Bills defense:

LB Matt Milano:

Offensive line/Screens:

Offensive identity:

We’re still learning and I think you are always learning your guys because certain guys are gonna do certain things in certain moments and other guys are gonna do other things. But at the end of the day, I think we got the pulse for who we are, but on top of that, you never want to put anybody in the box. You wanna make sure that you’re giving them every opportunity to show off exactly who they are and what they’re about. And I think that’s the most important thing of coaching is developing those relationships. Not saying where he can’t do that or he can’t do this. No, I want to give guys an opportunity to show me what they can or cannot do. And I think that’s important for us as a team, but it’s also important as a coach to not put anybody in the box and just allow all of those guys to be the very best versions of themselves.

Down 21-3 against Denver:

Keep playing. It’s a long game. At the end of the day, the only thing that we need to do is be the best team over a 60-minute period of time. It does not matter what the score is. The only thing that we have to do, and this is the message to our offense, we want to play one play at a time. That’s it.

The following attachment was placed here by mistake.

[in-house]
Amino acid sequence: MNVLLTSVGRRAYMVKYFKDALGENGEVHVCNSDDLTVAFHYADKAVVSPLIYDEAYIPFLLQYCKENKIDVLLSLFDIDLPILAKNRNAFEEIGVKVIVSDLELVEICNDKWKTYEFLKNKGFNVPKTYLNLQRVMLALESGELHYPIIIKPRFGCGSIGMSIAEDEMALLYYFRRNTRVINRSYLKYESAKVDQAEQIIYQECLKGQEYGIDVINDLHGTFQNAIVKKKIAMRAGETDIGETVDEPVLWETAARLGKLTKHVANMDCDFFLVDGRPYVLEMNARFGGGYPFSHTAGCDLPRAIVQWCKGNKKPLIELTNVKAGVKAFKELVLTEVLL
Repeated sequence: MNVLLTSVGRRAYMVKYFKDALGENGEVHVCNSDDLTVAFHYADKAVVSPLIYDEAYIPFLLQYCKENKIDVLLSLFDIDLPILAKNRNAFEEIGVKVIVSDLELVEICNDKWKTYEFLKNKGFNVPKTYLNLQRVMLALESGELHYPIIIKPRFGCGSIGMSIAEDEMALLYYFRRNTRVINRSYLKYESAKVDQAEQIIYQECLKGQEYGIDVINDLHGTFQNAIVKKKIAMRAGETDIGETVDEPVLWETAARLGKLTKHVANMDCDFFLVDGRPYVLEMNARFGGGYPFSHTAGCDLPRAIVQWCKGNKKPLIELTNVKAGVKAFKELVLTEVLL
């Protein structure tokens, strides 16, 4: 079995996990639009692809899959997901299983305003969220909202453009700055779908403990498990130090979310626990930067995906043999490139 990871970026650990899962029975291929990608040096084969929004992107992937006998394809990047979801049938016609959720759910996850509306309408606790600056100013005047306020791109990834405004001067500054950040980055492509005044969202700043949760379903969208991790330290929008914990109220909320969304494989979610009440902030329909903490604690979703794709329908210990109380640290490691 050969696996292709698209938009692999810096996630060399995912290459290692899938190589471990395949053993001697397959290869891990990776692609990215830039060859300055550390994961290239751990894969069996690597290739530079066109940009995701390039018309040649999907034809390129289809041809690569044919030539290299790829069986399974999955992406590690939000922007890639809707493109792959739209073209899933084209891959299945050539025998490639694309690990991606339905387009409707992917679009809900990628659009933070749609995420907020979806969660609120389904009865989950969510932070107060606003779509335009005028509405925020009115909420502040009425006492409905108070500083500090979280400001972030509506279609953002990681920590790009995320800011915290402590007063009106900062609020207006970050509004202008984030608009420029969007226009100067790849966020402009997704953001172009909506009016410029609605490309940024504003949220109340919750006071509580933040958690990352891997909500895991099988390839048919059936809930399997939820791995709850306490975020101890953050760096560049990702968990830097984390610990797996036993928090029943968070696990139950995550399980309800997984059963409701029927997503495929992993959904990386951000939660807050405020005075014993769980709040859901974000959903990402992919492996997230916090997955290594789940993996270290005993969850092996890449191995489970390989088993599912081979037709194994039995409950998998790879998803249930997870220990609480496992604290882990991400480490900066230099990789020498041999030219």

The only thing that matters after that play is over is the next play. That’s the only thing that we can control. And so when you’re in those moments, you have to live in that moment and understand how important that moment is, because you have 10 other people on that field that are counting on you to go out there and be the very best version of you.

So when those situations come up, you don’t fold the tent. You don’t find a way to just decide to say, ‘Hey, this game is over.’ No, continue playing. This is a part of our DNA, this is why we work the way we do. This is why we prep the way we do in the classroom. This is why we do certain things as far as preparing our guys to live in this moment and understand how valuable this moment is. But also too, not taking anything for granted.